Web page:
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Delhi High Court DB Refuses To Stay DU Photocopy Judgment

Vidushi Sahani
6 Oct 2016 8:51 AM GMT
Delhi High Court DB Refuses To Stay DU Photocopy Judgment
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In yet another turn of events in the DU Photocopy case, a Division Bench of Delhi High Court has refused to stay the Judgment delivered by Justice Rajiv Sahai Endlaw . The appeal has however been admitted and is posted for hearing on November 29th.

According to the SpicyIP report, after a round of contentions between lawyers for both sides, the two judge bench of Justice Pradeep Nandrajog and Justice Pratibha Rani admitted the appeal and said they would hear all arguments on merit on the 29th but refused to issue any restraining order against the Judgment.

Justice Nandrajog has however asked the Photocopier to maintain accounts in relation to all the course packs it makes in the interim.

A group of international publishing houses and publisher associations had filed an appeal against the Delhi High Court judgement that rejected their plea against sale of photocopies of their textbooks. The High Court had also lifted a ban on the photocopy shop located on the Delhi University campus from selling photocopies of chapters from textbooks of some international publishers to the students.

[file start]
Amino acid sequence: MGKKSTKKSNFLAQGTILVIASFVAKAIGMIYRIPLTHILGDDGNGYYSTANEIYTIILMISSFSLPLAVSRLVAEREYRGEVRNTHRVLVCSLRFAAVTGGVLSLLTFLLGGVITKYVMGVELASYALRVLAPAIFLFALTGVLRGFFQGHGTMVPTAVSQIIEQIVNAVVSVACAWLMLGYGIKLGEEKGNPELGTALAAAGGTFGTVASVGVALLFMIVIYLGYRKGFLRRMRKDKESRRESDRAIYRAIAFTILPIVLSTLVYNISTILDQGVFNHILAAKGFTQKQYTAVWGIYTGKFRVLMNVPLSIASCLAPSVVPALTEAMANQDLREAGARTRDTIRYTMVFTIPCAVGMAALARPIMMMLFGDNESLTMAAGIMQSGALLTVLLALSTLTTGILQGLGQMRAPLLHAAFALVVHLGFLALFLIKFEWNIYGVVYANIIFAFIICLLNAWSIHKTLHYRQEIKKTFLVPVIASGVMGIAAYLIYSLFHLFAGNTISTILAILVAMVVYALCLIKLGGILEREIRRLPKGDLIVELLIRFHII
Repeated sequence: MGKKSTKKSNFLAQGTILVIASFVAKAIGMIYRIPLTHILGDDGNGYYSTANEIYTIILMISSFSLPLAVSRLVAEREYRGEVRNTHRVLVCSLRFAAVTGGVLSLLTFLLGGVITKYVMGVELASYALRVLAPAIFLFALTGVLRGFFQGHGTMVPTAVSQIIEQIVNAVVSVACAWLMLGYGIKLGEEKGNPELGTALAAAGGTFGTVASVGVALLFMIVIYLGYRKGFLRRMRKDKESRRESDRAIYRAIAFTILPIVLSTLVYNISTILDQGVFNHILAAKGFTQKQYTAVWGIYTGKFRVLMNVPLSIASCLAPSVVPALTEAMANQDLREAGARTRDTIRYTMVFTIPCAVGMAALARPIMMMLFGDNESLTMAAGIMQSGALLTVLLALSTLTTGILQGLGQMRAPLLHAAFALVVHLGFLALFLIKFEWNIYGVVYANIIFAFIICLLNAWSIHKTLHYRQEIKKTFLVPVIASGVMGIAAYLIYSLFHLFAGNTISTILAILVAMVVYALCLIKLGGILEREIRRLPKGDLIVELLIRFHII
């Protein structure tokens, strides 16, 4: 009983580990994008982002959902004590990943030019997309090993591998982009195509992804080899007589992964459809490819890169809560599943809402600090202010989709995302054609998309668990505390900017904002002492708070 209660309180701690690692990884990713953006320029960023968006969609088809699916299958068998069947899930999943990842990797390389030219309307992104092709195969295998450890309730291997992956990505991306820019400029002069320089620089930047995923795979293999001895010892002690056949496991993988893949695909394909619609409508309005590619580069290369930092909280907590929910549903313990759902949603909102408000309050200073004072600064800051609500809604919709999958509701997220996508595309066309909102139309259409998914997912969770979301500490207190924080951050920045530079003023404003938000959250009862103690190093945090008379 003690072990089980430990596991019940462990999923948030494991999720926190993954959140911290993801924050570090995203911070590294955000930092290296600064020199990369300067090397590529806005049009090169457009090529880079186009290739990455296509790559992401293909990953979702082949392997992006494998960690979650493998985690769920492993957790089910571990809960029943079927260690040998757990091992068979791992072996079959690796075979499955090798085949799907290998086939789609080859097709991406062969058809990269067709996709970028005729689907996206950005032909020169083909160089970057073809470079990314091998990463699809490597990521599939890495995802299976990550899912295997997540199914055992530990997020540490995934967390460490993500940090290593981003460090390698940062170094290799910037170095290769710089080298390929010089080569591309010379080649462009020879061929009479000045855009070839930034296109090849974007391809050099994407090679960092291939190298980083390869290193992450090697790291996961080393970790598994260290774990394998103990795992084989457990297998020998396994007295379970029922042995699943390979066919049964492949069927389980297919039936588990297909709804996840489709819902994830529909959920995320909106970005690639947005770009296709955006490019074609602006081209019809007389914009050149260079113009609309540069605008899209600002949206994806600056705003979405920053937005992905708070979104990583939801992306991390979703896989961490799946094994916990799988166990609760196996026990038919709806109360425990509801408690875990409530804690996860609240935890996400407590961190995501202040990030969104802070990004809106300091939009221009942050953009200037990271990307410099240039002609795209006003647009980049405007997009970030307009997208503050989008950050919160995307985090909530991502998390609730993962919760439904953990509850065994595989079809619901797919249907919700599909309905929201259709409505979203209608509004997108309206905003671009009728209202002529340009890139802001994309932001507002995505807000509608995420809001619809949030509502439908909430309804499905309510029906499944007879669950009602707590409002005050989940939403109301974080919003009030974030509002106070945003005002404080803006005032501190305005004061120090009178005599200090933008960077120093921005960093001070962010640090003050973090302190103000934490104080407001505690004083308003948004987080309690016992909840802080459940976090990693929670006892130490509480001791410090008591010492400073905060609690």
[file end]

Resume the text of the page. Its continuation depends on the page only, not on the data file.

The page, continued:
The 94-page landmark IP ruling delivered on 16th September, banked on the observation that section 52(1) (i) of the Copyright Act is broad enough to cover the acts of photocopying and the creation of course packs by University for its students.

Copyright, specially in literary works, is thus not an inevitable, divine, or natural right that confers on authors the absolute ownership of their creations. It is designed rather to stimulate activity and progress in the arts for the intellectual enrichment of the public. Copyright is intended to increase and not to impede the harvest of knowledge. It is intended to motivate the creative activity of authors and inventors in order to benefit the public”, Justice Rajiv Sahai Endlaw observed in the Judgment.

Read the petition here.

This article has been made possible because of financial support from Independent and Public-Spirited Media Foundation.

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